A legendary character actor, one of Hollywood’s best, Wallach had a number of key roles during the 1960s.  He played the Mexican bandit Calvera in The Magnificent Seven (1960), followed by his portrayal of Guido, a widowed cowboy with issues, in The Misfits (1961).  (Clark Gable’s Gay:  “What’s eatin’ you?”  Guido:  “Just life.”)  He was in John Ford’s How the West Was Won (1962), and was especially memorable in Sergio Leone’s The Good, the Bad and the Ugly (1966).  Wallach played Tuco—“the Ugly”—and he later titled his autobiography The Good, the Bad and Me.

Wallach has worked continually over the years, in movies and in television.  He costarred in Steve McQueen’s last film, The Hunter, in 1980.  In The Godfather Part III (1990), he played Don Altobello, the elder Mafia boss who double-crosses his old friend Michael Corleone.  Other roles include the liquor store owner in Mystic River (2003) and onetime Howard Hughes associate Noah Dietrich in The Hoax (2006). 

In his personal life, Wallach’s wife since 1948 is actress Anne Jackson, and their 62 years together makes for one of the longest and most successful of Hollywood marriages.  Wallach was a longtime friend of Walter Cronkite, since their college days in Texas.  He is, as well, the great uncle of New York Times film critic A.O. Scott.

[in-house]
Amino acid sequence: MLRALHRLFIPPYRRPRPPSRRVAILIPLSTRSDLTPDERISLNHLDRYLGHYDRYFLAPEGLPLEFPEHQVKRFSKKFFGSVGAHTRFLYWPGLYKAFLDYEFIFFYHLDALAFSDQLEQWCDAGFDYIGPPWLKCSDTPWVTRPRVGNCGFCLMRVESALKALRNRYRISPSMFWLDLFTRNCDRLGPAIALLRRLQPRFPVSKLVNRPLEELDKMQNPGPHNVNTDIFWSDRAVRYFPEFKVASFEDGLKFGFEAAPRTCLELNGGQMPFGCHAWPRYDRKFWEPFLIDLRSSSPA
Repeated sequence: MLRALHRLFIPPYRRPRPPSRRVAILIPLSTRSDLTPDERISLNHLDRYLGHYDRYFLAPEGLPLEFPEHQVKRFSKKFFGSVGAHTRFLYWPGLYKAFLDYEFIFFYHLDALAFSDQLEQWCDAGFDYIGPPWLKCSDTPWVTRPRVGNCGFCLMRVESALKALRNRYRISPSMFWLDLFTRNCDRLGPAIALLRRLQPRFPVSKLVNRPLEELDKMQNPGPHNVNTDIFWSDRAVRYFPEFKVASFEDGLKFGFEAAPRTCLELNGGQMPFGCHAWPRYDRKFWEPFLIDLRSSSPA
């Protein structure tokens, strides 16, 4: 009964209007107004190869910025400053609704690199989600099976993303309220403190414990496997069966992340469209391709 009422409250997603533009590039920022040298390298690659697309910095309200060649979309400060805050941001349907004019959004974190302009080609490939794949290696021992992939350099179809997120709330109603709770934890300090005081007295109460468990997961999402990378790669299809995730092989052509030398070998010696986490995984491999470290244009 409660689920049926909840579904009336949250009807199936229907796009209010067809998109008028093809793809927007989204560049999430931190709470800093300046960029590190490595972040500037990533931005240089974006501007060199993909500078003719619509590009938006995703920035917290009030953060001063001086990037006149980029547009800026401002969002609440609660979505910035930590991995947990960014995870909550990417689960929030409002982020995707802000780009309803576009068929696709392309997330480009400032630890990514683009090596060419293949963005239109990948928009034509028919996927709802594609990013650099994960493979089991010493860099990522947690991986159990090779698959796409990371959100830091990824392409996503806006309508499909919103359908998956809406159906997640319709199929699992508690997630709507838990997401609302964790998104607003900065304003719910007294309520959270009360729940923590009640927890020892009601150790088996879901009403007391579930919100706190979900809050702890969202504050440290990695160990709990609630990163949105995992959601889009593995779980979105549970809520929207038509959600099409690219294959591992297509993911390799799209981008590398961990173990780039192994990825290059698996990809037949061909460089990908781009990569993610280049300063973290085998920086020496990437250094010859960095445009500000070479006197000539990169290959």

Wallach has earned a variety of awards for his work over the years, but never from the Motion Picture Academy.  Until now, that is.  Wallach will be presented with a well-deserved Honorary Oscar at an Academy event this November. 

Baby Doll (1956)
Elia Kazan, director
Tennessee Williams; writer
Boris Kaufman, cinematographer
Eli Wallach, Karl Malden, Caroll Baker


The Good, the Bad and the Ugly (1966)
Sergio Leone, director
Luciano Vincenzoni, Sergio Leone, Agenore Incrocci, Furio Scarpelli, Mickey Knox, writers
Tonino Delli Colli, director of photography
Eli Wallach, Al Mulock

Quote of note
“Whoever double-crosses me and leaves me alive, he understands nothing about Tuco.  Nothing!”
—Tuco (Eli Wallach), The Good, the Bad and the Ugly (1966)


Posted By: John Farmer
Last Edit: 04 Oct 2010 @ 09:50 AM